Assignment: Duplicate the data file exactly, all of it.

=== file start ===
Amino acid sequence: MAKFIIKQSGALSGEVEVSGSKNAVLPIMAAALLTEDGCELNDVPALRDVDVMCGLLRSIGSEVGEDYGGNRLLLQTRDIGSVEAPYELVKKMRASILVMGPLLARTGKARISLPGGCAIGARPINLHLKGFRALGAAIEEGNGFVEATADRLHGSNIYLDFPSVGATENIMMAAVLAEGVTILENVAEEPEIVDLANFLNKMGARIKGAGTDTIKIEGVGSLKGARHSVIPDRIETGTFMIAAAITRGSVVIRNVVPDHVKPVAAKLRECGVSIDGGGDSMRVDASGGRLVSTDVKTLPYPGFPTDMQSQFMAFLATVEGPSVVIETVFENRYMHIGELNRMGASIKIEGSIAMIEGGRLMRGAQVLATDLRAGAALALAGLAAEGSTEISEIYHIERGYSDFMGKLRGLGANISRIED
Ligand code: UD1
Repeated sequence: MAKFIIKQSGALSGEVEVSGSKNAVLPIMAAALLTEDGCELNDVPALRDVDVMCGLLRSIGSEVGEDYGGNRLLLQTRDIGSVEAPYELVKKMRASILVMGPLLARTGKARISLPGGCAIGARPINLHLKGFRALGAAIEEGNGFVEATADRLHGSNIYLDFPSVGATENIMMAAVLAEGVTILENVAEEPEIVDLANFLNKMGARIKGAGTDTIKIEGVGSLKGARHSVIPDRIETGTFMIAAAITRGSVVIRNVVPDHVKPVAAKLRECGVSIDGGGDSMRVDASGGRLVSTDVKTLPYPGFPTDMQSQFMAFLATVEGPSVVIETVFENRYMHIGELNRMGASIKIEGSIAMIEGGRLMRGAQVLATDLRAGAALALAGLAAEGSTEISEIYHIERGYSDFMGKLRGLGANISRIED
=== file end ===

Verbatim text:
Amino acid sequence: MAKFIIKQSGALSGEVEVSGSKNAVLPIMAAALLTEDGCELNDVPALRDVDVMCGLLRSIGSEVGEDYGGNRLLLQTRDIGSVEAPYELVKKMRASILVMGPLLARTGKARISLPGGCAIGARPINLHLKGFRALGAAIEEGNGFVEATADRLHGSNIYLDFPSVGATENIMMAAVLAEGVTILENVAEEPEIVDLANFLNKMGARIKGAGTDTIKIEGVGSLKGARHSVIPDRIETGTFMIAAAITRGSVVIRNVVPDHVKPVAAKLRECGVSIDGGGDSMRVDASGGRLVSTDVKTLPYPGFPTDMQSQFMAFLATVEGPSVVIETVFENRYMHIGELNRMGASIKIEGSIAMIEGGRLMRGAQVLATDLRAGAALALAGLAAEGSTEISEIYHIERGYSDFMGKLRGLGANISRIED
Ligand code: UD1
Repeated sequence: MAKFIIKQSGALSGEVEVSGSKNAVLPIMAAALLTEDGCELNDVPALRDVDVMCGLLRSIGSEVGEDYGGNRLLLQTRDIGSVEAPYELVKKMRASILVMGPLLARTGKARISLPGGCAIGARPINLHLKGFRALGAAIEEGNGFVEATADRLHGSNIYLDFPSVGATENIMMAAVLAEGVTILENVAEEPEIVDLANFLNKMGARIKGAGTDTIKIEGVGSLKGARHSVIPDRIETGTFMIAAAITRGSVVIRNVVPDHVKPVAAKLRECGVSIDGGGDSMRVDASGGRLVSTDVKTLPYPGFPTDMQSQFMAFLATVEGPSVVIETVFENRYMHIGELNRMGASIKIEGSIAMIEGGRLMRGAQVLATDLRAGAALALAGLAAEGSTEISEIYHIERGYSDFMGKLRGLGANISRIED